A week after

trimming staff, tech-sick Munder Funds is slashing its fund lineup too.

The Birmingham, Mich., firm has closed its young and sputtering International NetNet, Digital Economy and Framlington Global Financial Services funds to new investors. This spring the firm will ask shareholders to approve merging them into its

(MNNAX) - Get Report

NetNet, Large-Cap Growth and

(MUGAX)

Large-Cap Value funds, respectively.

Over the past few years the firm has earned a reputation for rolling out "ripped from the headlines" funds that seem more the brainchild of a marketer than an investor, so these closings smack of comeuppance.

Fund firms typically merge or liquidate a fund because it's too small to be profitable -- most funds need between $80 million and $100 million to cover costs -- and performing too badly to attract attention and money. As we

note in this week's Mutual Fund Monday package, an ocean of small, punch-drunk funds have these traits, including these three funds launched just last year.

All three are in the red and are trailing the

S&P 500

. The $11.9 million Digital Economy fund, a big-cap growth fund managed with a tech bias, lost 39.4% from its Sept. 19 start last year through Oct. 31. The $6 million Framlington Global Financial Services fund started on June 30 last year and had lost 12.9% by the end of October. And the $89.7 million International NetNet fell 62% between its April 11, 2000, launch and the end of last month.

The funds these portfolios will merge with aren't exactly thriving either. The $16.8 million Munder Large-Cap Growth fund, formerly called the Focus Growth fund, fell 38% between its June 30 launch last year and Oct. 31. The S&P 500 fell 21.1% over the same stretch. The Large-Cap Value fund, formerly called the Equity Income fund, has gathered $161 million since its 1994 launch, but its 7.1% annualized gain over the past five years trails the S&P 500 and some 70% of its peers, according to Chicago fund tracker Morningstar.

And the ravaged NetNet fund is a poster child of the mania surrounding tech and dot-com stocks. One of the first Net funds launched back 1996, the fund rode the Net wave to big gains reaching a crescendo in 1999 when the fund rocketed up 176%. It closed to new investors in April of last year, coinciding with its international sibling's launch, as the largest Net fund out there with $12 billion in its coffers.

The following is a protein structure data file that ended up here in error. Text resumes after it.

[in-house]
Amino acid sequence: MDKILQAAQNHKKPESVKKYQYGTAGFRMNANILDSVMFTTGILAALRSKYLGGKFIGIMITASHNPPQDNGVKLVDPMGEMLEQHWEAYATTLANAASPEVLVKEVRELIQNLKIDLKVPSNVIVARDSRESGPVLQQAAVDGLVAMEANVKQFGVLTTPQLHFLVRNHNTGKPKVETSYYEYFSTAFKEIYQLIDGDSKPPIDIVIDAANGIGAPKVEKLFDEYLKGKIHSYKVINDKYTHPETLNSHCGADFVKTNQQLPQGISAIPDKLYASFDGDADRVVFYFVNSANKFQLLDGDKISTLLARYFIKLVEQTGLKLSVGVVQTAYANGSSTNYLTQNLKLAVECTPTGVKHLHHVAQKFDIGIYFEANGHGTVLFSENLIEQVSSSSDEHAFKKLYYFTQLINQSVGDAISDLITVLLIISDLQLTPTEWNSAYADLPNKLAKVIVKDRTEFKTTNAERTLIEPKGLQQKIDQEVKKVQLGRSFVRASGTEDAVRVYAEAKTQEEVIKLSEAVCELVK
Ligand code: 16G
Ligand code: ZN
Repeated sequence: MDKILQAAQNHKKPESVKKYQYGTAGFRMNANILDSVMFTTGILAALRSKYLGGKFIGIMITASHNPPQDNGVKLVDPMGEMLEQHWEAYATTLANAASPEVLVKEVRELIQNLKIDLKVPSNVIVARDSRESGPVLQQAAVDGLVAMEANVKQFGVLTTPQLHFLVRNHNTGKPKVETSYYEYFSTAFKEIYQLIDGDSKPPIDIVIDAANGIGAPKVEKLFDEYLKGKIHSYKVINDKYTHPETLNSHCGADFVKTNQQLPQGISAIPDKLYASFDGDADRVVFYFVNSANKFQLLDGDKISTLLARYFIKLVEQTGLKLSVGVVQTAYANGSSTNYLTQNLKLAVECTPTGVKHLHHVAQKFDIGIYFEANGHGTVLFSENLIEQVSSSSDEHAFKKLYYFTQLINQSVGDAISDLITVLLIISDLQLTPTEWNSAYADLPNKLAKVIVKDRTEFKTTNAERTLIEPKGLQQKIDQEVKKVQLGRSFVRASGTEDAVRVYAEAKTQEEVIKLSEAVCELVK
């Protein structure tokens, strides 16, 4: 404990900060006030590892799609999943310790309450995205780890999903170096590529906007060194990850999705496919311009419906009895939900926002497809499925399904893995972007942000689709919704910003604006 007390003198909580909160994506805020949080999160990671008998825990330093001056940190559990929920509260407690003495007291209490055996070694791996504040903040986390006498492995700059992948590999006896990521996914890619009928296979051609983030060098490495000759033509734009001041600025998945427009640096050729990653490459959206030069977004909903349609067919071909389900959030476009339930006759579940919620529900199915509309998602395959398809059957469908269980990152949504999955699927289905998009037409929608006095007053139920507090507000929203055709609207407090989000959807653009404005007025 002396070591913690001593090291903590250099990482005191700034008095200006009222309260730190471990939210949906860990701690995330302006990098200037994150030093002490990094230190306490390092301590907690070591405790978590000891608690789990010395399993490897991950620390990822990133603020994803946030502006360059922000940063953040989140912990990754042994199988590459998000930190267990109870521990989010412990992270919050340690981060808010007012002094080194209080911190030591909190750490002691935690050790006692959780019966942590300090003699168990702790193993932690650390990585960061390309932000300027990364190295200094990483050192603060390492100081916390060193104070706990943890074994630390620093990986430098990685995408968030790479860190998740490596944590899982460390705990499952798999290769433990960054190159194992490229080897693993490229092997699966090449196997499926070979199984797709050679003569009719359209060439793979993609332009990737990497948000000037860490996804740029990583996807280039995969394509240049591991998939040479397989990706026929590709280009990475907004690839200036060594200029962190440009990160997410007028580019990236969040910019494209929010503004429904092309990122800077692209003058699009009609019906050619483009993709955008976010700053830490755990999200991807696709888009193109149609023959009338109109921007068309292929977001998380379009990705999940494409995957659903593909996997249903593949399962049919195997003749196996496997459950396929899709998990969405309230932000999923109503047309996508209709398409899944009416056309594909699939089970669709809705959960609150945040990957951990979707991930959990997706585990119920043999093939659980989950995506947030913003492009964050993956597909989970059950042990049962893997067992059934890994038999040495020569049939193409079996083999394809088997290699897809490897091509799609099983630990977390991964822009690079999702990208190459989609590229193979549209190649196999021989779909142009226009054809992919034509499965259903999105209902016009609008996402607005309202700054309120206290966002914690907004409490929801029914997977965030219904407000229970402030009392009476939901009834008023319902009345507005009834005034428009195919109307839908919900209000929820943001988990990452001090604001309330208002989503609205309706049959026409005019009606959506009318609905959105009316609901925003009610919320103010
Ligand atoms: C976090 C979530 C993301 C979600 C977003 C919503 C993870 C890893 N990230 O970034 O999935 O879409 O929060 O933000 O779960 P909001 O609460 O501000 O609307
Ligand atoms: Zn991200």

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Thanks to redemptions and its 62.2% loss over the past 12 months, the fund now has $1.3 billion in assets. Two of its managers, Alan Harris and Steve Appledorn, were laid off last week. The fund trails the S&P 500 and its average peer over the past one, three and five years.

The firm's outsize bet on the tech sector at its peak illustrates why fund companies are sometimes accused of developing funds based on marketing opportunities and not necessarily solid investment criteria -- "making what sells" rather than selling what they make, to borrow a phrase from Vanguard's Jack Bogle.

While most fund companies might have one tech fund, for instance, Munder launched three: NetNet, International NetNet and Future Technology. The latter two were born in 2000 and 1999 as record billions gushed into tech funds and tech stocks hit thin-air valuations. All three have lost more than half their value over the past 12 months.

Munder is hardly the only fund company that hopped on the tech bandwagon just as the Nasdaq's siren song stopped. In 1995 there were 21 tech funds, and even after some 20 liquidations and mergers this year, there are some 150 out there today.

The firm still has focused funds whose names and strategies seem gimmicky. Munder offers two health care funds, for instance, the Framlington Healthcare fund and the Munder Bio(Tech)2 fund. The latter launched a year ago, and the firm's Power Plus fund, an energy fund with a bias toward alternative energy plays, launched in March during the California power crisis.

As Munder and other firms unwind some ill-conceived funds launched pre- and postbubble, we're reminded that the diversification and long-term thinking preached by fund companies are sensible -- even if the industry doesn't always practice what it preaches.

Ian McDonald writes daily for TheStreet.com. In keeping with TSC's editorial policy, he doesn't own or short individual stocks. He also doesn't invest in hedge funds or other private investment partnerships. He invites you to send your feedback to

imcdonald@thestreet.com, but he cannot give specific financial advice.